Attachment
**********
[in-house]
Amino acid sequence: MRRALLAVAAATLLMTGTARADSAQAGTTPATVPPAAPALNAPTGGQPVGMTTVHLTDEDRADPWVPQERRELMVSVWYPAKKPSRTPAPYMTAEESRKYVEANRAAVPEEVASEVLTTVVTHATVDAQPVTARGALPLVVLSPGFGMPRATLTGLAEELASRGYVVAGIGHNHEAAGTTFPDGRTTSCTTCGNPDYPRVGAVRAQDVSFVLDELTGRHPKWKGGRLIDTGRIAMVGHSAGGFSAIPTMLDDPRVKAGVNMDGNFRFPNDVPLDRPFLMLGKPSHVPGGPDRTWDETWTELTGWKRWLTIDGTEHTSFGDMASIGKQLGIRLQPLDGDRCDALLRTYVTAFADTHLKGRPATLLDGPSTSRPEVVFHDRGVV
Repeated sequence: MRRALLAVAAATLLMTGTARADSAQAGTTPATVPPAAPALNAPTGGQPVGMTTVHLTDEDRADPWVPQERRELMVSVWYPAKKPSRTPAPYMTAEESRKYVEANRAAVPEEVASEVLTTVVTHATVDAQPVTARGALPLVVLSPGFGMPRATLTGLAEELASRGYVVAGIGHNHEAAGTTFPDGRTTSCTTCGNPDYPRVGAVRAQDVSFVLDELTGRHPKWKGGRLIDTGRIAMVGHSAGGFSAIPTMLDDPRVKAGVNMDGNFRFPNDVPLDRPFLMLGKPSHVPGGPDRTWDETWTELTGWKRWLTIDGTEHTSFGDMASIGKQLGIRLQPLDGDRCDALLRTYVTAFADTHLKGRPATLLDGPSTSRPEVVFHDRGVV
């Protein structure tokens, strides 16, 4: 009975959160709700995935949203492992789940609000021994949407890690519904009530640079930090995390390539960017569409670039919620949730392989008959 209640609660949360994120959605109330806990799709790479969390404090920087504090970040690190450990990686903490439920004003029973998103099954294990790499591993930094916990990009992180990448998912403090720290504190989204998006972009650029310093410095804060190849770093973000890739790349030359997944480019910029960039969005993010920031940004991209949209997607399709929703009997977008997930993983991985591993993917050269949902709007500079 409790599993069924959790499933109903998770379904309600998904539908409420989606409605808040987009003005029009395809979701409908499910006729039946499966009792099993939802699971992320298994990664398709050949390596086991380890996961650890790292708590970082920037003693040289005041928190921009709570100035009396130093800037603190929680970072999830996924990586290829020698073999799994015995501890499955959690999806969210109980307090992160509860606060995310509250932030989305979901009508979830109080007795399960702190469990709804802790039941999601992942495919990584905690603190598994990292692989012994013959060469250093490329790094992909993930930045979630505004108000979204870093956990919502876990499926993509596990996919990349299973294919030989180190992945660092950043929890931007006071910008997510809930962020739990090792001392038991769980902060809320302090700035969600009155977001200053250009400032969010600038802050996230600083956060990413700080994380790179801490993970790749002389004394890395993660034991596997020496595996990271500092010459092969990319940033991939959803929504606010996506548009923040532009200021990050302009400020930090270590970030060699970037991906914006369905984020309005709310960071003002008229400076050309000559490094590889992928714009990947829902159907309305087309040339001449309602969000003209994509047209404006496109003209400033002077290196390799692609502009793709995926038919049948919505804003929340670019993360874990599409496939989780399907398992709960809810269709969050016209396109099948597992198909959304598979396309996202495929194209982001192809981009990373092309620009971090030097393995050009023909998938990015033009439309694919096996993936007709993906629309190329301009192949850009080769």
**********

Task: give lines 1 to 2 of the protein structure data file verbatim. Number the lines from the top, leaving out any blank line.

[in-house]
Amino acid sequence: MRRALLAVAAATLLMTGTARADSAQAGTTPATVPPAAPALNAPTGGQPVGMTTVHLTDEDRADPWVPQERRELMVSVWYPAKKPSRTPAPYMTAEESRKYVEANRAAVPEEVASEVLTTVVTHATVDAQPVTARGALPLVVLSPGFGMPRATLTGLAEELASRGYVVAGIGHNHEAAGTTFPDGRTTSCTTCGNPDYPRVGAVRAQDVSFVLDELTGRHPKWKGGRLIDTGRIAMVGHSAGGFSAIPTMLDDPRVKAGVNMDGNFRFPNDVPLDRPFLMLGKPSHVPGGPDRTWDETWTELTGWKRWLTIDGTEHTSFGDMASIGKQLGIRLQPLDGDRCDALLRTYVTAFADTHLKGRPATLLDGPSTSRPEVVFHDRGVV